1st instar. The length is approximately 1.5 mm and the humeral width is 0.9 mm. These are difficult to distinguish from the first instar nymphs of Euthyrhynchus floridanus (Linnaeus) as both have a blue-black head and thorax and red abdomen with dark central and lateral stripes composed of dorsal and lateral dark colored plates. Nymphs of this age do not stray far from the egg mass and may be distinguished by the form of the mass and numbers of eggs, whereas Euthyrhynchus floridanus egg masses are loosely oval and contain 20 to 90 eggs.

2nd instar. The length is approximately 3 mm while the humeral width is 1.3 mm. Alcaeorrhynchus grandis begins to capture insect prey in the 2nd instar. At this stage the nymph has differentiated somewhat from the color of the 2nd instar nymph of Euthyrhynchus floridanus and has become more uniformly brownish with faint markings on the abdomen.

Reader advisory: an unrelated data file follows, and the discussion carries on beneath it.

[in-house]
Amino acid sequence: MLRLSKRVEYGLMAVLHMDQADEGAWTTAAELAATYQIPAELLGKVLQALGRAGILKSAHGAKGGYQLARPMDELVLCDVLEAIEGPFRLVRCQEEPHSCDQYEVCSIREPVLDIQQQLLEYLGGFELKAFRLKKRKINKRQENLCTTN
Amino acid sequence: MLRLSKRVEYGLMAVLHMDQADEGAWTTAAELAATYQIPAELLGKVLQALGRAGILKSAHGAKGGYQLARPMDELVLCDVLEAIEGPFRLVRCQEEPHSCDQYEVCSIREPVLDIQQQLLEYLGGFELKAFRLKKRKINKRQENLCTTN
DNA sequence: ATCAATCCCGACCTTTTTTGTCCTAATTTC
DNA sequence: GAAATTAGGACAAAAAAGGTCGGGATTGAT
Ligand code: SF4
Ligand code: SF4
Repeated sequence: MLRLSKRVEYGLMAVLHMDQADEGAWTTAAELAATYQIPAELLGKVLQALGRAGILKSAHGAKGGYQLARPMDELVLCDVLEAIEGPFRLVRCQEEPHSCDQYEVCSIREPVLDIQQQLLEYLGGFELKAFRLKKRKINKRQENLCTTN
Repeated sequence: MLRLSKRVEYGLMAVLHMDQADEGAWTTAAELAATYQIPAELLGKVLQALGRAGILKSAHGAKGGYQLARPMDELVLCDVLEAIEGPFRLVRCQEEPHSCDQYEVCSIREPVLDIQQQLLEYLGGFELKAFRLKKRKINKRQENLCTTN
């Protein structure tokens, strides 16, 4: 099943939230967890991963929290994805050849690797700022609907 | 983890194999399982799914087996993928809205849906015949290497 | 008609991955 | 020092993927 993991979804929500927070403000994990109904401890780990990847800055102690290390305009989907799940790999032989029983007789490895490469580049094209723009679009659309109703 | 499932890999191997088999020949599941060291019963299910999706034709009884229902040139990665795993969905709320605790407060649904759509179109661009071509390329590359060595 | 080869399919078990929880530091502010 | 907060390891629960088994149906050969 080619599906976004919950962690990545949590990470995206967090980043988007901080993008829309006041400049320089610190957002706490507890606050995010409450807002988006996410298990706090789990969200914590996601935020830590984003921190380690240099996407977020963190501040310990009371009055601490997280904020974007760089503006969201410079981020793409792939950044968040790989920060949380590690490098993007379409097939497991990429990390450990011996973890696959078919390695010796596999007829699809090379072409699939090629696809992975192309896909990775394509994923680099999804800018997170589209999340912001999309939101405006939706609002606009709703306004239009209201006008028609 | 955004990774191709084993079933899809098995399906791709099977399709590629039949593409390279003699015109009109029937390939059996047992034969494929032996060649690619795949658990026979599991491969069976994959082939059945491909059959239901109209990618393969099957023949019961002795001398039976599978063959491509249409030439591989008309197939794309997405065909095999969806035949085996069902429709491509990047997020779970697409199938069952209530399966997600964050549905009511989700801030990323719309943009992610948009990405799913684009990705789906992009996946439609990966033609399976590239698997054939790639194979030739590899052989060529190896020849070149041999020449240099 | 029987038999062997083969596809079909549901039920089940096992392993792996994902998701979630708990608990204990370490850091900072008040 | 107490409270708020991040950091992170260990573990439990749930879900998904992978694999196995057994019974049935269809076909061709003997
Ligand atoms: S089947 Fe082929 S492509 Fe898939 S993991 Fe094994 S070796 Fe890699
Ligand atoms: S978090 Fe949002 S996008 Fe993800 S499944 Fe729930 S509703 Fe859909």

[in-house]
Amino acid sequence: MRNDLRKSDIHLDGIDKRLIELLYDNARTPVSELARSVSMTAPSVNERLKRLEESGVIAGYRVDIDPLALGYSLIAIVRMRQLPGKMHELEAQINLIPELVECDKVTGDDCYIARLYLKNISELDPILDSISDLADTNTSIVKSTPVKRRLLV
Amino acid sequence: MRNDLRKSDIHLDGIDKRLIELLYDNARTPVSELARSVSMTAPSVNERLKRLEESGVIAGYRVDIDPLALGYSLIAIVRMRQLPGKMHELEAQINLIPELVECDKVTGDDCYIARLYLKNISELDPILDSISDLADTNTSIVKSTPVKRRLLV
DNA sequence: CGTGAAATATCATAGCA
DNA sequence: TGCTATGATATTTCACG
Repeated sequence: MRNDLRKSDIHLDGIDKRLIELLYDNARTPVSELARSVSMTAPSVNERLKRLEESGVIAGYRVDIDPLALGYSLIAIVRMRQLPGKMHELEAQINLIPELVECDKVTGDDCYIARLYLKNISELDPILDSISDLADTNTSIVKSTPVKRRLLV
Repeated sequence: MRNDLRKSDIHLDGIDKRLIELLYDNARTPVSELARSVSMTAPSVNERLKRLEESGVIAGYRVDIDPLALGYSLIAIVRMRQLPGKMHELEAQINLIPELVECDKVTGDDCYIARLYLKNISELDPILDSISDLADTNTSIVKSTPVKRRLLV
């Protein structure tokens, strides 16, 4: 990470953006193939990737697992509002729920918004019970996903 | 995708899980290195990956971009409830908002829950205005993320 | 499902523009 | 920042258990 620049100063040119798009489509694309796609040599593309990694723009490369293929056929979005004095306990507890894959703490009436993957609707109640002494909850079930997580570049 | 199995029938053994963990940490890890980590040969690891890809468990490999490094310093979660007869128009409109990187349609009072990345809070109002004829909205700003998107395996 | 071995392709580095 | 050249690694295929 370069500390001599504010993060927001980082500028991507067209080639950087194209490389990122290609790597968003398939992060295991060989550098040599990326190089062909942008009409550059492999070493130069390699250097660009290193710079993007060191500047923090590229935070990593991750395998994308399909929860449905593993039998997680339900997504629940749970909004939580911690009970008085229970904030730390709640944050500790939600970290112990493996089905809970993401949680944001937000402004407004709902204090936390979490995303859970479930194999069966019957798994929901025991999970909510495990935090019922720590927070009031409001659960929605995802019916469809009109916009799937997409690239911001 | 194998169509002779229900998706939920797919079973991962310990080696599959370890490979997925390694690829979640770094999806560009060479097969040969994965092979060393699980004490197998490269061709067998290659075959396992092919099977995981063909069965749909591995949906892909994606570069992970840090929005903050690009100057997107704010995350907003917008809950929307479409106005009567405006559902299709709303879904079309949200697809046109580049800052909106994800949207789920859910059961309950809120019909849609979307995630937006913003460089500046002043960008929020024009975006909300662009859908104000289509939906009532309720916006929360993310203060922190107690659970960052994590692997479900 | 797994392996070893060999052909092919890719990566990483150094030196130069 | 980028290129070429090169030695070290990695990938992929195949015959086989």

3rd instar. The length is 4–5 mm and the humeral width is 2.3 mm. At this stage the nymph has acquired red lateral keels on the pronotum and is generally bluish-black with a brownish abdomen.

4th instar. The length is 7–8 mm while the humeral width is 3.8 mm. The 4th instar nymph has larger red lateral keels on the pronotum. The general color of the nymph is bluish black. The wing pads are visible, but not prominent.

5th instar. The length is 10–14 mm while the humeral width is 6.5 mm. The 5th instar nymph has distinct wing pads and very large red lateral keels on the pronotum.